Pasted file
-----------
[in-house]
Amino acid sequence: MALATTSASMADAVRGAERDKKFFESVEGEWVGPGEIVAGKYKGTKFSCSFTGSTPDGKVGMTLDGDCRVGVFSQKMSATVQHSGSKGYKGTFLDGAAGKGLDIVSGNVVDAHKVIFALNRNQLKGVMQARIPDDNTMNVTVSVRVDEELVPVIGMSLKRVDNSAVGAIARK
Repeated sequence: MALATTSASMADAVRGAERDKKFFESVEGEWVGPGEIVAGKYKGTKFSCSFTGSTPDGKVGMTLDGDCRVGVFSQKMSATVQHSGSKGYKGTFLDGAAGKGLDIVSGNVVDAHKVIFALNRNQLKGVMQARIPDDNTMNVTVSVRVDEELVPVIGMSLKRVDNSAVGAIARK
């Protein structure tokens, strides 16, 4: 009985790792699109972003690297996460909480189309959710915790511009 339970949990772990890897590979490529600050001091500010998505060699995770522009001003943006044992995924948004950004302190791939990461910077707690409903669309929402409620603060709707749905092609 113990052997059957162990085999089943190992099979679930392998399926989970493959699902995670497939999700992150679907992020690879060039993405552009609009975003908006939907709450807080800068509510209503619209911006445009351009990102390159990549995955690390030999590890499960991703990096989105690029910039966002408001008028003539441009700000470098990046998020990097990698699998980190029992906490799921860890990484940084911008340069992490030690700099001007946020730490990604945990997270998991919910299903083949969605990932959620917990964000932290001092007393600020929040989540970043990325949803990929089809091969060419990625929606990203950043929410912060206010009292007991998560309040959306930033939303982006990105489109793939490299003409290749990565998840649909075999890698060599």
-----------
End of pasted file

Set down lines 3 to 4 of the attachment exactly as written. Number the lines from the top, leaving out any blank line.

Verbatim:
Repeated sequence: MALATTSASMADAVRGAERDKKFFESVEGEWVGPGEIVAGKYKGTKFSCSFTGSTPDGKVGMTLDGDCRVGVFSQKMSATVQHSGSKGYKGTFLDGAAGKGLDIVSGNVVDAHKVIFALNRNQLKGVMQARIPDDNTMNVTVSVRVDEELVPVIGMSLKRVDNSAVGAIARK
């Protein structure tokens, strides 16, 4: 009985790792699109972003690297996460909480189309959710915790511009 339970949990772990890897590979490529600050001091500010998505060699995770522009001003943006044992995924948004950004302190791939990461910077707690409903669309929402409620603060709707749905092609 113990052997059957162990085999089943190992099979679930392998399926989970493959699902995670497939999700992150679907992020690879060039993405552009609009975003908006939907709450807080800068509510209503619209911006445009351009990102390159990549995955690390030999590890499960991703990096989105690029910039966002408001008028003539441009700000470098990046998020990097990698699998980190029992906490799921860890990484940084911008340069992490030690700099001007946020730490990604945990997270998991919910299903083949969605990932959620917990964000932290001092007393600020929040989540970043990325949803990929089809091969060419990625929606990203950043929410912060206010009292007991998560309040959306930033939303982006990105489109793939490299003409290749990565998840649909075999890698060599």